People with co-occurring diagnoses or any types of comorbid mental illnesses should preferentially be involved in treatment programs that address all co-occurring disorders at the same time. Research has shown indicated that trying to focus on one disorder while ignoring or holding the others constant results in very poor treatment outcomes. Only by treating the entire person and all issues can the chances of successful treatment outcomes be optimized.
This has led to the notion of using integrated treatment as the first line approach in treating someone who has a dual diagnosis. The emphasis of integrated treatment is to use a multidisciplinary approach, treat all issues concurrently, and get the individual to the most self-sufficient level possible. While integrated treatment programs follow standardized treatment outlines or blueprints for the specific mental disorders and substance use disorder in question, they also ensure a tailored approach and adjust for the changing needs of the individual.

With integrated care, the treatment is broken down in the specific stages in order to achieve the overall goals of the program. This is generally conceptualized as four related stages of overall treatment:

  1. Developing a strong therapeutic alliance between the treatment team and the client: The therapeutic alliance describes the level of trust in the bond that the therapist or treatment team has with the client. This relationship is an important predictor of treatment success.
  2. Working with the client to develop the motivation and drive to become an active agent in treatment and overall recovery: Clients cannot be passive in treatment. They must take an active role in the recovery process.
  3. Teaching and practicing the needed skills for managing the client’s situation: This includes helping the client to develop a support system that fosters treatment and recovery.
  4. Developing strategies for long-term success: This involves plans that allow the client to continue to grow, maintain improvements, and avoid relapse in the future.

Integrated treatment is delivered by a multidisciplinary team that includes physicians, therapists, social workers, case managers, and other healthcare professionals and volunteers suitable for the specific case.

In addition, treatment should incorporate the following services:

  • Comprehensive care to address the specific needs of the client, such as the opportunity to be involved in residential or inpatient treatment, outpatient treatment, vocational services, occupational therapy, physical therapy, and so forth
  • Psychoeducation programs to make sure that the individual understands the parameters of their formal diagnoses and the implications associated with them
  • Outreach programs that provide intensive case management, periodic meetings, and unlimited time services so that assistance is always available
  • Substance abuse treatment and counseling as well as support services from peer support groups, such as 12-Step groups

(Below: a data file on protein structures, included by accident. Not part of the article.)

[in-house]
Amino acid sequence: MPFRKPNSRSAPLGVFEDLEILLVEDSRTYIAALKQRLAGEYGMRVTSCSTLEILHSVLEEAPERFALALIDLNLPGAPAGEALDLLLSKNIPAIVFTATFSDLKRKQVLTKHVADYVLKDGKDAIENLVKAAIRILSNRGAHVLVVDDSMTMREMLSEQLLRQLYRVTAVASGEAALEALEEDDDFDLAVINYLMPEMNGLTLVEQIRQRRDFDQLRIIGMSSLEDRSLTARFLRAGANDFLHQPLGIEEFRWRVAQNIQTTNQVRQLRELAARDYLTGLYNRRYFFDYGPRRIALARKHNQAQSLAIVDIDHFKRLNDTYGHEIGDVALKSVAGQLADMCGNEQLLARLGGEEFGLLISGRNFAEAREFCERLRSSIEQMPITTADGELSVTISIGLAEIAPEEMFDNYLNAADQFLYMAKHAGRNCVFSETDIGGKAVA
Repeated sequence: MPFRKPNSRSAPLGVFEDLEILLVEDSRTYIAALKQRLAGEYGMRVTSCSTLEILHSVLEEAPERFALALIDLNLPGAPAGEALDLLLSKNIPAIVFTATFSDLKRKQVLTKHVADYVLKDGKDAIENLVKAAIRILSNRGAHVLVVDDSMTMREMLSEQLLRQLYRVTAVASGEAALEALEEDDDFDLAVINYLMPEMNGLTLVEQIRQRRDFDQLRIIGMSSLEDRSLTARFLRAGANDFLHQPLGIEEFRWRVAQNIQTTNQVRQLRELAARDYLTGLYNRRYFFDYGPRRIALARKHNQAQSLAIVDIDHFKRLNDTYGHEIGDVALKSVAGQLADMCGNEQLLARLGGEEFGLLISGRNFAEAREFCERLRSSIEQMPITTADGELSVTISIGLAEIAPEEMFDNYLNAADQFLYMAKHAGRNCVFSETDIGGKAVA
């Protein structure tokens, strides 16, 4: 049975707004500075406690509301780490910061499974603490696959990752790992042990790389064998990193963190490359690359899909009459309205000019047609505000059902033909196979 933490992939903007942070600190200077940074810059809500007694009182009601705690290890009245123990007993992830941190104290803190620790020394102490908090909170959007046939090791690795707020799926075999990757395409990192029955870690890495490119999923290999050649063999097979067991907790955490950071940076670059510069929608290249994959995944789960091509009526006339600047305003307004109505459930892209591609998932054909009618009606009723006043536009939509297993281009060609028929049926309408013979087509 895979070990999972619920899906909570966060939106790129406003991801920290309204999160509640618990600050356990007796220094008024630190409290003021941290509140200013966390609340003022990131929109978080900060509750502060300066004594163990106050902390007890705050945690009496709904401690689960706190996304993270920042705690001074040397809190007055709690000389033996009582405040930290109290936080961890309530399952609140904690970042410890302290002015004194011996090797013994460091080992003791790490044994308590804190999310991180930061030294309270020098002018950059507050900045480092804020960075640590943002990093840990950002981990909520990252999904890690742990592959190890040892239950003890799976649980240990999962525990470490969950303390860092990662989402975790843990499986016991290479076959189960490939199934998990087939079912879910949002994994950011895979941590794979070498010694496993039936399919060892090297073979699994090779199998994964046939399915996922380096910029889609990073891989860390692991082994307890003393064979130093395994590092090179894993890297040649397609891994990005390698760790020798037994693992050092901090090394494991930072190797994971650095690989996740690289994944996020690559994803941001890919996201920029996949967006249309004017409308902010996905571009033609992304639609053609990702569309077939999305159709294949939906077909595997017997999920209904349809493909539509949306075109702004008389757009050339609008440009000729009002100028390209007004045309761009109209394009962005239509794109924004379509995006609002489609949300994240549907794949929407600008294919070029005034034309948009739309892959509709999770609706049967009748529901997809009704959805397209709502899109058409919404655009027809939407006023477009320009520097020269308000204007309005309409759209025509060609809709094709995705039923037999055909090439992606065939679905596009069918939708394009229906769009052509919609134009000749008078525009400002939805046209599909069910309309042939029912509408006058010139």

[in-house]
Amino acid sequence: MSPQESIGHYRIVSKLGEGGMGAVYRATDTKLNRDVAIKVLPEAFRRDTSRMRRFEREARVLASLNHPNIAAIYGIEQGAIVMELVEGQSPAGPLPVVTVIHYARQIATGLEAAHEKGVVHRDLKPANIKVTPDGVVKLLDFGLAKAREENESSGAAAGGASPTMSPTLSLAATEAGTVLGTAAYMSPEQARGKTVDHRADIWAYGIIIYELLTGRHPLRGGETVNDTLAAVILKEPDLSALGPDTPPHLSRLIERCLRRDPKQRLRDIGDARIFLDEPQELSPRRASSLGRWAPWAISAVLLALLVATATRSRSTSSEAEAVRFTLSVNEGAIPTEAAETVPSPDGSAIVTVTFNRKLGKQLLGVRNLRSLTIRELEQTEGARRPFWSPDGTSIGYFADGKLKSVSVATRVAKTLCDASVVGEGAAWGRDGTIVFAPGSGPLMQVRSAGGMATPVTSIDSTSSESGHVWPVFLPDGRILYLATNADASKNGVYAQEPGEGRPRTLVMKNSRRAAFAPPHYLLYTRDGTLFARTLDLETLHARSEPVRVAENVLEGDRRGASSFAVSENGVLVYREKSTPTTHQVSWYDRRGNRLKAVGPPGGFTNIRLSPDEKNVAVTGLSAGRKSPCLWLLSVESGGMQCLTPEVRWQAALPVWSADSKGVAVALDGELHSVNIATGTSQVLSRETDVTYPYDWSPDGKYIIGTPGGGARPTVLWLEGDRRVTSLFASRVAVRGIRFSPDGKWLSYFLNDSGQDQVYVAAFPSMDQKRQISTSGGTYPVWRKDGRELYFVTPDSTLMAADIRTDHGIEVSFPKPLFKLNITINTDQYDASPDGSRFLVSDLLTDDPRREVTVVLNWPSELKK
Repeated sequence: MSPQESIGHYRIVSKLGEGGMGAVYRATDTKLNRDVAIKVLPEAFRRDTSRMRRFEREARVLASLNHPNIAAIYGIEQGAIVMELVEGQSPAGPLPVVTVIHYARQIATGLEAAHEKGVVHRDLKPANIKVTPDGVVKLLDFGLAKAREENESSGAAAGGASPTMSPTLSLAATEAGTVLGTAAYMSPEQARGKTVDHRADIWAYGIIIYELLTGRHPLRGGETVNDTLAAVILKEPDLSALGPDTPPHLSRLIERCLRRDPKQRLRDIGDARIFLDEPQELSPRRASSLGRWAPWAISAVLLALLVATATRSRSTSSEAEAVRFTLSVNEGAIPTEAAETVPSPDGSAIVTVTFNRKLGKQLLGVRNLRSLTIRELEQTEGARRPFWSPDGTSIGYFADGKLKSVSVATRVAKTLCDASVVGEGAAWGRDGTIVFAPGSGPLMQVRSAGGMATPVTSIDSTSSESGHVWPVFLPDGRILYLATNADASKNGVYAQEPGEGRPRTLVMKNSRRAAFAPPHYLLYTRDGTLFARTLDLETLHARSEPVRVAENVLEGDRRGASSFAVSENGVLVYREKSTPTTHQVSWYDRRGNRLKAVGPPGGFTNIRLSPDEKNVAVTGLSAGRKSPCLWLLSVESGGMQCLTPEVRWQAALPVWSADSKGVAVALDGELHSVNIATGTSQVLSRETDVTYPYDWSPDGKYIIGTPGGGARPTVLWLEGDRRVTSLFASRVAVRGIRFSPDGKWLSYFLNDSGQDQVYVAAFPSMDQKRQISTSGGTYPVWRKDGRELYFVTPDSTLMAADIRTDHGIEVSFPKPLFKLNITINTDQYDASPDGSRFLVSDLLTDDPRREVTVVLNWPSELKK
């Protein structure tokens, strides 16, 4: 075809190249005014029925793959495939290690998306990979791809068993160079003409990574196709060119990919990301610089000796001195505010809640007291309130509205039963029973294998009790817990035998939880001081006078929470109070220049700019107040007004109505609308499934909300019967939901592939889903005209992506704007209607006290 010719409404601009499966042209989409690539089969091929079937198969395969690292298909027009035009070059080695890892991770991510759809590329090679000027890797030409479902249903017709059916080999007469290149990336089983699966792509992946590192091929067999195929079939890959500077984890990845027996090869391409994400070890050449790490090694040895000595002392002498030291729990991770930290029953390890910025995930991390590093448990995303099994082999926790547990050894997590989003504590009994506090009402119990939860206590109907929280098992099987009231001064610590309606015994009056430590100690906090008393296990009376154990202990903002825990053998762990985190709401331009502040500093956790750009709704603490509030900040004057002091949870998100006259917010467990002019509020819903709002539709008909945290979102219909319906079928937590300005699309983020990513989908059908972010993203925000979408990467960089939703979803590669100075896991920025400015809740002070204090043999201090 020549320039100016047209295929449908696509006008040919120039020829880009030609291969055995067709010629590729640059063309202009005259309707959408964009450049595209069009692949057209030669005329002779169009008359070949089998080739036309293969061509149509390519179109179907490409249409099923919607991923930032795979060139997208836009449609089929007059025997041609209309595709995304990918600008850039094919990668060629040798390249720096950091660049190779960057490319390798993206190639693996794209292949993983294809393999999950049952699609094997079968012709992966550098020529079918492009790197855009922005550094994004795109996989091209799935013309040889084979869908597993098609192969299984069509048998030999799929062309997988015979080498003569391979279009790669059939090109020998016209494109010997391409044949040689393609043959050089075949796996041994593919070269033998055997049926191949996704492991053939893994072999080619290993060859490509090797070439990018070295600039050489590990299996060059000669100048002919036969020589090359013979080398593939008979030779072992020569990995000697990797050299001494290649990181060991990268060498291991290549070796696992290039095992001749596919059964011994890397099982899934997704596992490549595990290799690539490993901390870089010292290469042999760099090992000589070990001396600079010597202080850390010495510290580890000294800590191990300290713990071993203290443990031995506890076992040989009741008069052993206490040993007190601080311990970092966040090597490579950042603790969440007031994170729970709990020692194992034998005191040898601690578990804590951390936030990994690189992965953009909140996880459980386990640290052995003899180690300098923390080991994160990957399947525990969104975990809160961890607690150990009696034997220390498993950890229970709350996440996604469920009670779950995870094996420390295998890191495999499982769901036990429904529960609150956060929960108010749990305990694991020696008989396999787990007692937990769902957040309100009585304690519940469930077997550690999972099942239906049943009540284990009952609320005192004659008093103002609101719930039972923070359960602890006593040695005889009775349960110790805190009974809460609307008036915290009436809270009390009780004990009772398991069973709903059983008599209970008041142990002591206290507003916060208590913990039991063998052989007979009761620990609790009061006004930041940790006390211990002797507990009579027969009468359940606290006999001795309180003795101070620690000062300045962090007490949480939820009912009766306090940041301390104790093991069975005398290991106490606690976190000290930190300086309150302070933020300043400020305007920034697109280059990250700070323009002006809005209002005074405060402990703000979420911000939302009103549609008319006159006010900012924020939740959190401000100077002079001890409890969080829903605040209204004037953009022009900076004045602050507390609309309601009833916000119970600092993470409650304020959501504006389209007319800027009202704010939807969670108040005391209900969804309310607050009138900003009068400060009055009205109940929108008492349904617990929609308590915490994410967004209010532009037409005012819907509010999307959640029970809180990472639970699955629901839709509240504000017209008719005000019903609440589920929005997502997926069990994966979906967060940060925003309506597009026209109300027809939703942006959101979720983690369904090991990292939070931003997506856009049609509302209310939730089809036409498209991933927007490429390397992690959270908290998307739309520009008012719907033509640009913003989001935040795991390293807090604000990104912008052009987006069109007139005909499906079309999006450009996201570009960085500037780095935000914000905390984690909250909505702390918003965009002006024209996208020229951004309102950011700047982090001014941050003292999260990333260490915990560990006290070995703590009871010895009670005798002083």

• The delivery of health promotion services and lifestyle change services to ensure continued improvement

The overall goal is to provide a comprehensive treatment approach that addresses all the needs of the individual. This care allows the person the best opportunity for recovery and to reach the highest possible level of autonomy.

Part of the approach in an integrated treatment program includes medically assisted treatment. The medications used in these integrated treatment programs are determined on a case-by-case basis. They may include:

  • Medications to assist in negotiating the withdrawal process from drugs that produce physical dependence, such as benzodiazepines for alcohol recovery or opioid replacement therapy for recovery from opioid abuse
  • Medications to decrease cravings for specific types of drugs
  • Medications for the treatment of specific psychiatric disorders, such as antidepressant medications, antipsychotic medications, and so forth
  • Medications to assist in the treatment of any comorbid medical conditions

All medications should be administered under the strict supervision of a physician, and dosage levels should be regularly assessed.

Finding Help

When looking for treatment options for an individual who has a substance use disorder that is comorbid with some other psychological condition, there are certain features a treatment program should offer.

  • There should be a multidisciplinary team that can address issues from several different perspectives.
  • There should at least be access to a psychiatrist to assist in medication management if needed.
  • The treatment center should offer multiple types of services, including individual therapy, group therapy, case management services, vocational services, and other services as needed.
  • The center should at least have access to an inpatient treatment program where clients who need comprehensive residential treatment can be placed.
  • Treatment centers should provide treatment services via the use of trained, licensed mental health treatment professionals.
  • The treatment center’s program should include a plan for long-term aftercare.

While the presence of co-occurring disorders can complicate the treatment process, integrated care ensures that all issues can be fully addressed, making recovery from all conditions within reach.